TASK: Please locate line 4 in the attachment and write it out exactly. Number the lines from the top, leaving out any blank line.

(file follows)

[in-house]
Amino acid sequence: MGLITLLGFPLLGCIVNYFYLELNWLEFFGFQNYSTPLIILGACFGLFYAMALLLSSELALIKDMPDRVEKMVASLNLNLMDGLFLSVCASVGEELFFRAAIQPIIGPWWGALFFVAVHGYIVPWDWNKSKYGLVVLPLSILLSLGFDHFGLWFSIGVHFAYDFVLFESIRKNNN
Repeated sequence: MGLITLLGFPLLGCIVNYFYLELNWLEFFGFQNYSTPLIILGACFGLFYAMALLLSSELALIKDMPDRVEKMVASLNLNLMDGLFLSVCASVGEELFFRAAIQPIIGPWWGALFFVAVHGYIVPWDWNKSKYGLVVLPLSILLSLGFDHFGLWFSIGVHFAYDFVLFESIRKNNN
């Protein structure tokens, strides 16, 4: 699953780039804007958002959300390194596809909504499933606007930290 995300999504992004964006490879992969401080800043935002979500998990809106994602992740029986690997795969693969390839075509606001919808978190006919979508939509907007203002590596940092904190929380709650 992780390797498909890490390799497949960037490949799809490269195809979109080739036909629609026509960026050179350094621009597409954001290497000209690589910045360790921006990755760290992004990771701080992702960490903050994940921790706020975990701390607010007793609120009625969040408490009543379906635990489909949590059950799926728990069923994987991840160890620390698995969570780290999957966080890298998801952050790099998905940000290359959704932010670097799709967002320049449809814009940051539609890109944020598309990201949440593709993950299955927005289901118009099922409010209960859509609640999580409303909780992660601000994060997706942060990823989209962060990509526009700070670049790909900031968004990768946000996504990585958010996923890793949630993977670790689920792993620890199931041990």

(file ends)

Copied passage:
């Protein structure tokens, strides 16, 4: 699953780039804007958002959300390194596809909504499933606007930290 995300999504992004964006490879992969401080800043935002979500998990809106994602992740029986690997795969693969390839075509606001919808978190006919979508939509907007203002590596940092904190929380709650 992780390797498909890490390799497949960037490949799809490269195809979109080739036909629609026509960026050179350094621009597409954001290497000209690589910045360790921006990755760290992004990771701080992702960490903050994940921790706020975990701390607010007793609120009625969040408490009543379906635990489909949590059950799926728990069923994987991840160890620390698995969570780290999957966080890298998801952050790099998905940000290359959704932010670097799709967002320049449809814009940051539609890109944020598309990201949440593709993950299955927005289901118009099922409010209960859509609640999580409303909780992660601000994060997706942060990823989209962060990509526009700070670049790909900031968004990768946000996504990585958010996923890793949630993977670790689920792993620890199931041990």